By Tiffany Williams-Jallow, Relationship360° Founder
My first show about how to deal with holiday stress went very well, if I do say so myself (Okay, myself says so – tee hee!). Not only is my guest, Licensed Clinical Social Worker Deborah Rinehart a professional when it comes to helping people build healthy relationships but she was a real pro at answering virtually any question I threw at her during our interview. I found it very interesting that I picked stress as my first show topic, as I experienced a ton of stress and anxiety with the preparation of my first show. However, Deborah helped calm my nerves by offering some really great advice on how to simplify one’s life this holiday season, a few suggestions of which I feel are worthy of noting.
First, I liked what she had to say about taking two minutes in a dark or dimly lit room breathing deeply in and out. This technique helps relax the body releasing pent up tension that often arises during the holidays and if left unchecked can lead to mental and physical illness. Likewise, the next time I’m bugging over the preparation of the Thanksgiving turkey, I will be sure to retreat to my quiet place in the house for a few minutes of meditation and relaxation. Life is too short to be stressed out.
Second, Deborah had the right idea when she recommended having a potluck dinner or a buffet to which everyone contributes instead of grandma or mama slaving in the kitchen for two days to prepare a huge feast that’s gone within two seconds of hitting the dining table. This leaves time for more important activities like resting and enjoying the family on the days we have off from work.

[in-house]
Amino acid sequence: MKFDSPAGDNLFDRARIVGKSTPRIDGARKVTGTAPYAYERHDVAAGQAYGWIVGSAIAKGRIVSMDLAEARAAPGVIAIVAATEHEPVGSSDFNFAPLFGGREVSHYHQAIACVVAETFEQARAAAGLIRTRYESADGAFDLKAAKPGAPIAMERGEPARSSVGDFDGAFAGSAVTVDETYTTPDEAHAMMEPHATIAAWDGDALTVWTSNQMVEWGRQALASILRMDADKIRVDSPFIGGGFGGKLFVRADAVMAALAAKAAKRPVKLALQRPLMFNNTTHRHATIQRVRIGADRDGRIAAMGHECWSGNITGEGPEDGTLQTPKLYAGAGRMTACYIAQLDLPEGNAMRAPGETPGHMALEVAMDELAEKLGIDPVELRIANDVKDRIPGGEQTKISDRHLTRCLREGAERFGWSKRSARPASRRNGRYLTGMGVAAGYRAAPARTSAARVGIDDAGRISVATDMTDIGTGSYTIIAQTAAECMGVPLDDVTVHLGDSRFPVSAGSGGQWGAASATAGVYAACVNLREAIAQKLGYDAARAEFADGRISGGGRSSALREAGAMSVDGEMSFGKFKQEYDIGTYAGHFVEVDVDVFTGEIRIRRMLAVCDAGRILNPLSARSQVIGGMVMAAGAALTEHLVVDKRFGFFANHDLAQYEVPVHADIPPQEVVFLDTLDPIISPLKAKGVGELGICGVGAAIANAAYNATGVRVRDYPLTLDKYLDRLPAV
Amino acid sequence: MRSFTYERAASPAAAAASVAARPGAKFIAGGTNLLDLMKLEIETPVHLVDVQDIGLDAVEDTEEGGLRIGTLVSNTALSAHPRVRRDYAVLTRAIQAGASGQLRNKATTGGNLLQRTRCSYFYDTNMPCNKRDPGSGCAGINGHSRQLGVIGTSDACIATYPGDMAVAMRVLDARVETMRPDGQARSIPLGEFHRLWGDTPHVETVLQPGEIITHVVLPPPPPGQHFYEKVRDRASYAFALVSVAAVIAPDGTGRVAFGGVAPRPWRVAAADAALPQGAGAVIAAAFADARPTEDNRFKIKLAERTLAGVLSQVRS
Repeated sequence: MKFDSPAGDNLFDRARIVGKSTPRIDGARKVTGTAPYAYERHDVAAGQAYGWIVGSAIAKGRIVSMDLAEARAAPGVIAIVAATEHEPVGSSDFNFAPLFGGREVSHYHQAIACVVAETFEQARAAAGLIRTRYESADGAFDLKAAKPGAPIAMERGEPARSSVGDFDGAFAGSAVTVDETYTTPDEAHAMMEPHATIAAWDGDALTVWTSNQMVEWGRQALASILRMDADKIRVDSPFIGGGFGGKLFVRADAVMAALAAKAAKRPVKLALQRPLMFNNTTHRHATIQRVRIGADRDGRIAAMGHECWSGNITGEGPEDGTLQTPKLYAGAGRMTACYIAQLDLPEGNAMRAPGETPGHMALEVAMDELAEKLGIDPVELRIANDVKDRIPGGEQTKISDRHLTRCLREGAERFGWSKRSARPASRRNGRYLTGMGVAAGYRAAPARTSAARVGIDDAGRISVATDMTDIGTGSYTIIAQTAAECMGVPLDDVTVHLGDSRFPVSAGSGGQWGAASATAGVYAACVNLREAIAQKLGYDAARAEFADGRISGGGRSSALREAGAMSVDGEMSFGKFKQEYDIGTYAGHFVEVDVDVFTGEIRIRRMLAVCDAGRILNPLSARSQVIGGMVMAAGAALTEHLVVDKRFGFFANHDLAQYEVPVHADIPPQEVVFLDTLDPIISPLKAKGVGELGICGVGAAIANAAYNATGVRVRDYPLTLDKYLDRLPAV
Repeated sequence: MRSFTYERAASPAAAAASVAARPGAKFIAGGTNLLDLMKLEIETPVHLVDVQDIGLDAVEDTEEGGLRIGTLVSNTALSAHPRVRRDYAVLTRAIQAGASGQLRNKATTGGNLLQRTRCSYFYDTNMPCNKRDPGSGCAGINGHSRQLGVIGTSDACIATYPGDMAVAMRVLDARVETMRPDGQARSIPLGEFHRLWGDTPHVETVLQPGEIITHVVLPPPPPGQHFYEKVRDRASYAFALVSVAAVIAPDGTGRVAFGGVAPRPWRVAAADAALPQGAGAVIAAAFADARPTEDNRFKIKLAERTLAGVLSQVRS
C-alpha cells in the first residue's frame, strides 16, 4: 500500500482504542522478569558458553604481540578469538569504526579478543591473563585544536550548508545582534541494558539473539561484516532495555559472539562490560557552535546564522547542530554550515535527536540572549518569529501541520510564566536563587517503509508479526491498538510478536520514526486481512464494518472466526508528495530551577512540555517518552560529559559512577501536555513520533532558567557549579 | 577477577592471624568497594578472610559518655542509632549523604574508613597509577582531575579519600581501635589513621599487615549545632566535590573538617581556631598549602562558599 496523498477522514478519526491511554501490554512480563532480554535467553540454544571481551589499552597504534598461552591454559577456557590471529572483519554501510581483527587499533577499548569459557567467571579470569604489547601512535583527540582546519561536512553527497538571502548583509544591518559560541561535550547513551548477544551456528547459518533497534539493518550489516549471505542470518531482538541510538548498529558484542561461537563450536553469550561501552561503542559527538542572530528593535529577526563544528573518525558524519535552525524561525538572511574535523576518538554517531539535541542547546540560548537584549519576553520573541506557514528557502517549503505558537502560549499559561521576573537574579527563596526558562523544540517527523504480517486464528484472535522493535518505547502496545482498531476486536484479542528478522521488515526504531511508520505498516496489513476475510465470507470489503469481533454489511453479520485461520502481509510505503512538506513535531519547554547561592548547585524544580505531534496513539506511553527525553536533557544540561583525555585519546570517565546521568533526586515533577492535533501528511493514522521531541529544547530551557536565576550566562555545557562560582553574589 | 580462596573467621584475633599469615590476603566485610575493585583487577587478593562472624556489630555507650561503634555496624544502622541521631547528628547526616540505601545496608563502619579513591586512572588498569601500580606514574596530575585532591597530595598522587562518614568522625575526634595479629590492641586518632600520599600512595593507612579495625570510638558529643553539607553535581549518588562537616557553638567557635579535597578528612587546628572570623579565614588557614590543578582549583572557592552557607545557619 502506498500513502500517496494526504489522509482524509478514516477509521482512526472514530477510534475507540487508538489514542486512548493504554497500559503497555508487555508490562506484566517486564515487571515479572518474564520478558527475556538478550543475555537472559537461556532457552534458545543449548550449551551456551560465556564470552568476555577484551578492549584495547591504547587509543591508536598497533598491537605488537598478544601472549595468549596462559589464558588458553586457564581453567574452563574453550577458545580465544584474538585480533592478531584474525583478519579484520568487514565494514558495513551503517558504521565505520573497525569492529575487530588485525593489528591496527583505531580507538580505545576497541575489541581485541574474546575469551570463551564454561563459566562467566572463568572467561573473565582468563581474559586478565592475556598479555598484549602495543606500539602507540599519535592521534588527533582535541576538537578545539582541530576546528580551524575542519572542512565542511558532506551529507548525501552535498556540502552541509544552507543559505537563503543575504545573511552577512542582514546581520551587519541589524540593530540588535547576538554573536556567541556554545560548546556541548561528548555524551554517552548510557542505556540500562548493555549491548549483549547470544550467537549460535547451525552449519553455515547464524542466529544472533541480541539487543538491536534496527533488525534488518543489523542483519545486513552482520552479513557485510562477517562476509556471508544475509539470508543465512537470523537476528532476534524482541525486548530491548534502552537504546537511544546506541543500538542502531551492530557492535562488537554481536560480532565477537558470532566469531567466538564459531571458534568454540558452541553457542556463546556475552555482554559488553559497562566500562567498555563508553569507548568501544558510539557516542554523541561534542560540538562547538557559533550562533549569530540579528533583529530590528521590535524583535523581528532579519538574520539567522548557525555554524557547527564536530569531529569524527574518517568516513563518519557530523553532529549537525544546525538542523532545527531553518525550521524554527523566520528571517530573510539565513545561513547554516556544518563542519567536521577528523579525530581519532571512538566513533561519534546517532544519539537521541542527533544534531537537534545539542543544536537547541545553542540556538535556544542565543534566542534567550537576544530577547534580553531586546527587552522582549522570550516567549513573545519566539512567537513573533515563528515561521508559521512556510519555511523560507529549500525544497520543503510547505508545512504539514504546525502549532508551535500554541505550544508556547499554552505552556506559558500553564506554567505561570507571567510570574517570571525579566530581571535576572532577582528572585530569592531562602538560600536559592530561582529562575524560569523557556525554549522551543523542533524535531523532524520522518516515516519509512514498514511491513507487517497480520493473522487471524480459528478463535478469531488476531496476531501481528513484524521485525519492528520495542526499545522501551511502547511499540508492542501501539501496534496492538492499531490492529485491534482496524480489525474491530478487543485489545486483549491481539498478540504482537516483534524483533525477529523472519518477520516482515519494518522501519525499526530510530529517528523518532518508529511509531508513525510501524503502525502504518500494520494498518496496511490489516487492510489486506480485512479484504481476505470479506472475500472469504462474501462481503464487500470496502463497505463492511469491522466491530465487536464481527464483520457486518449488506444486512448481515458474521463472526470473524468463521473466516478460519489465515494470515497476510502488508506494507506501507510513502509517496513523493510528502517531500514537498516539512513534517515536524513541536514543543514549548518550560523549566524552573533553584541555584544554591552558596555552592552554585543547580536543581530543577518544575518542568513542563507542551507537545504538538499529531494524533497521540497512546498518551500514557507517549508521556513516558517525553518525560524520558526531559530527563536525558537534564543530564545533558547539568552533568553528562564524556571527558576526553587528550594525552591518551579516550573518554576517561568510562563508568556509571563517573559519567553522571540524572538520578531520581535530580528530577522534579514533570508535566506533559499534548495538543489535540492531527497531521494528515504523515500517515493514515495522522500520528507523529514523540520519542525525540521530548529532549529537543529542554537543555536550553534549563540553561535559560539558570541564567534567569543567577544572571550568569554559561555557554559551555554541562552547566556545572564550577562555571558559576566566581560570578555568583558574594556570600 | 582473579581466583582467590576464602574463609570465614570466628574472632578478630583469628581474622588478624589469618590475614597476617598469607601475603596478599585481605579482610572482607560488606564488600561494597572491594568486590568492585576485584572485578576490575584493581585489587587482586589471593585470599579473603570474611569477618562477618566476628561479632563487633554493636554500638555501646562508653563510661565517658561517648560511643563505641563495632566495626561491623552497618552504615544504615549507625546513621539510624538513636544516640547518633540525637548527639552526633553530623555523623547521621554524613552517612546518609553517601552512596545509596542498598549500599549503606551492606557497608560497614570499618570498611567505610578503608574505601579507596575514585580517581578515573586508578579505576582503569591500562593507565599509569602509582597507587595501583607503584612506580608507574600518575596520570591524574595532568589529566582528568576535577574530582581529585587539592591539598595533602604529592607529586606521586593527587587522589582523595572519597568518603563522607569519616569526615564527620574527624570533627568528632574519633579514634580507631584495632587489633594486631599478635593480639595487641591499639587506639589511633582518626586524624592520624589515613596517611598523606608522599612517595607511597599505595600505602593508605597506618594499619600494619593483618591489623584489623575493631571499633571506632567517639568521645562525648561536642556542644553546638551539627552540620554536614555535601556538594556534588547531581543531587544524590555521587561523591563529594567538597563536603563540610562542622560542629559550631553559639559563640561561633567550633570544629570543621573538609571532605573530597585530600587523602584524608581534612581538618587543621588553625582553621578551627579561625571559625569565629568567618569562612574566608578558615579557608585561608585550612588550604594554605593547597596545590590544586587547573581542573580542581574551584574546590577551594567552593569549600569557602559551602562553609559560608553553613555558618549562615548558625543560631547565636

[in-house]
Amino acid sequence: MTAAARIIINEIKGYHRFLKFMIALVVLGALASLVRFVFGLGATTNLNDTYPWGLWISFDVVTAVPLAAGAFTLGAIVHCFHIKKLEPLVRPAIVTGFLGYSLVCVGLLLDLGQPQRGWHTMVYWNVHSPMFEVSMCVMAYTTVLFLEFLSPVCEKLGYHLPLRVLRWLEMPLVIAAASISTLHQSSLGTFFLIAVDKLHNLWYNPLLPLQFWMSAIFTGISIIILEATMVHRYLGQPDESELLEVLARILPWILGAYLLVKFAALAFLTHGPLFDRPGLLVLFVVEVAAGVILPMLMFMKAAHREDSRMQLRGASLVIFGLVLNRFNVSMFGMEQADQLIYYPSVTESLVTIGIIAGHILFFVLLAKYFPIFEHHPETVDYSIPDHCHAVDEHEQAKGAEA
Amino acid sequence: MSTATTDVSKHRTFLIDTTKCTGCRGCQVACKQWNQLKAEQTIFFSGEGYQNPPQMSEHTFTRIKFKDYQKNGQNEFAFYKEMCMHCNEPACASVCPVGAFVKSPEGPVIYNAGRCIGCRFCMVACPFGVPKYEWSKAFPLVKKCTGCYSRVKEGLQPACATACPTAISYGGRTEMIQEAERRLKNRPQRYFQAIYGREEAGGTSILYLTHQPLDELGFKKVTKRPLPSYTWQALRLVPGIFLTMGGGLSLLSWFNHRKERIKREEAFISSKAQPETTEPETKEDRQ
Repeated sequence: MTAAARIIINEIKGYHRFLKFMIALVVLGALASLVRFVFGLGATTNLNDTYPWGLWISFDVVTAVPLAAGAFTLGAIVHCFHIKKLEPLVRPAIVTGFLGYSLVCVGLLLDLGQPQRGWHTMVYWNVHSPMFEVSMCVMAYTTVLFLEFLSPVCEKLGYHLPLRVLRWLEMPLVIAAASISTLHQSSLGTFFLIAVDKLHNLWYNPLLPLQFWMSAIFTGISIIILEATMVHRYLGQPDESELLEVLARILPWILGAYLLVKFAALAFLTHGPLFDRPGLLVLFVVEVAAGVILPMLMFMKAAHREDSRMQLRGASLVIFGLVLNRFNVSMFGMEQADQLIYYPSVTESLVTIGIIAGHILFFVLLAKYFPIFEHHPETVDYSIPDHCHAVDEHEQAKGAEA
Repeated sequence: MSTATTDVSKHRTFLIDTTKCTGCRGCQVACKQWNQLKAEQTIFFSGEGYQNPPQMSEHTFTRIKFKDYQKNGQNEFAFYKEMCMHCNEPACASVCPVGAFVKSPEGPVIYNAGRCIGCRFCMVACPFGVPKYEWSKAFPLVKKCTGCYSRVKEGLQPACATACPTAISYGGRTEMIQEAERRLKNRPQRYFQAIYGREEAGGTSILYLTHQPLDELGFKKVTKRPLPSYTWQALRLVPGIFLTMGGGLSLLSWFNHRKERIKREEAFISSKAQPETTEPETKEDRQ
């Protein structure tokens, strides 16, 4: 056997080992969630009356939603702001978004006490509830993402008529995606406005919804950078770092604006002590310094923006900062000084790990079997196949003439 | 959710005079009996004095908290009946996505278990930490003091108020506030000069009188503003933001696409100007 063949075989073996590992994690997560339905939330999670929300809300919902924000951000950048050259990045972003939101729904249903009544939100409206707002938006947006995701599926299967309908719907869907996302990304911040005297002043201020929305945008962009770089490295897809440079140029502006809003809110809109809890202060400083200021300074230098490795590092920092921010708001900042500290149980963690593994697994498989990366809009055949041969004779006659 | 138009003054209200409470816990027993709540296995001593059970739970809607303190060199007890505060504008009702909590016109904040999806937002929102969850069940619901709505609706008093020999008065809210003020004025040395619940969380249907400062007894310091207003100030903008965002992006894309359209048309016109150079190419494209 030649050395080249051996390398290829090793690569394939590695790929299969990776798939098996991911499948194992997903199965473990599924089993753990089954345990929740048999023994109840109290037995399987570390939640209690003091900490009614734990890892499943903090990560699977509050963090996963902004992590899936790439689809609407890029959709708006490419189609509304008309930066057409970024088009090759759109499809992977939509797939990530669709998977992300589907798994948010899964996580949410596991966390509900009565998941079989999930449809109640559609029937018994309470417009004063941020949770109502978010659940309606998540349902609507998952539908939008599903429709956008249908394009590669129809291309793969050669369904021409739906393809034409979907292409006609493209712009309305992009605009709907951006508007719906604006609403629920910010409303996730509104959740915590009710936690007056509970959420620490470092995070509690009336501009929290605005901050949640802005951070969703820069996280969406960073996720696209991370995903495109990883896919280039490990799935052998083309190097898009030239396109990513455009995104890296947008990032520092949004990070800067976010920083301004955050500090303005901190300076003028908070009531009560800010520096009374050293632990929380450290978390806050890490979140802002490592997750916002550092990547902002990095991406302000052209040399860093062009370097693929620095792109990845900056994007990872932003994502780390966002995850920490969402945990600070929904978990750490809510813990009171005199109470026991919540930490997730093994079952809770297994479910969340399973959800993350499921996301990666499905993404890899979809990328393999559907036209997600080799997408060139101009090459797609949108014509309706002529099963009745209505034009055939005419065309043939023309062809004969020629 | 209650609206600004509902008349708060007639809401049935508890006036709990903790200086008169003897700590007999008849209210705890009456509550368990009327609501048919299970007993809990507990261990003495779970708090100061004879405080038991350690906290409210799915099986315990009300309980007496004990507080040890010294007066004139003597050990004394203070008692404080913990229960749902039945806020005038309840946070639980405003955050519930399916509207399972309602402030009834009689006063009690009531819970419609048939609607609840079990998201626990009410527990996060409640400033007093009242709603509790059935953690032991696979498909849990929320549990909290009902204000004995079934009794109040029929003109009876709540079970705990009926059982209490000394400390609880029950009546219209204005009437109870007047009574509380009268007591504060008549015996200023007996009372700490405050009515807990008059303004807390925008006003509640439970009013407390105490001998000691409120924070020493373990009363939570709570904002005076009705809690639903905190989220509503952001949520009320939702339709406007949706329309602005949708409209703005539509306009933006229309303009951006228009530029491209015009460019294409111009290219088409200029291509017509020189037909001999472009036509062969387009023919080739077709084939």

Finally, she was right on target when she stressed that people should communicate and spend quality time throughout the year rather than waiting for the holiday season starts in November to repair relationships that have been strained or broken since January. Again, I believe she provided some really great advice to me and the audience overall, but there was one recommendation that caused my eyebrows to raise.
Deborah suggested that in the spirit of starting a new tradition, spending the holidays alone instead of with family and friends. I like the notion of getting in tune with one’s self, but I believe it is important to focus on helping others rather it be through gift giving, serving or breaking bread with others. However, I do agree with her that we should also engage in these relationship building behaviors throughout the year and not just when November rolls around. God commands us in the Bible to love our neighbors as ourselves and that should happen 24/7 365.
All of us, men and women, are implored to practice The Golden Rule pre and post the holiday season. Nonetheless, it is often the women of the family that get stuck with the tasks of preparing the holiday meal and cleaning up the aftermath. Out of love for the women in their lives, the mothers that brought them into the world, the wives that birth and raise their children, men should step up to the plate, roll their sleeves up and pitch in with the holiday chores. One practical example Deborah provided was to have the men of the family draw tasks such as washing dishes and taking out the garbage out of a hat and complete them while their female relatives kick up their heels and relax. Not only does this reduce stress for the women in their lives, but it also helps to strengthen the ties between the men and the women that have served them all year. I really hope the hat trick will work for my family’s next Thanksgiving dinner. I’ll let you know in my next blog post and on the show.
Again, I must say I was very pleased with my first show. Just in case you missed it, Relationship360 again airs every Tuesday from 6:00 to 6:30 p.m. and Saturday from 9:00 to 9:30 a.m. on Time Warner cable channel 17 in the Kansas City metropolitan area. If you don’t live here, I plan to include clips of the show on this blog and elsewhere on the Internet. So, please stay tuned!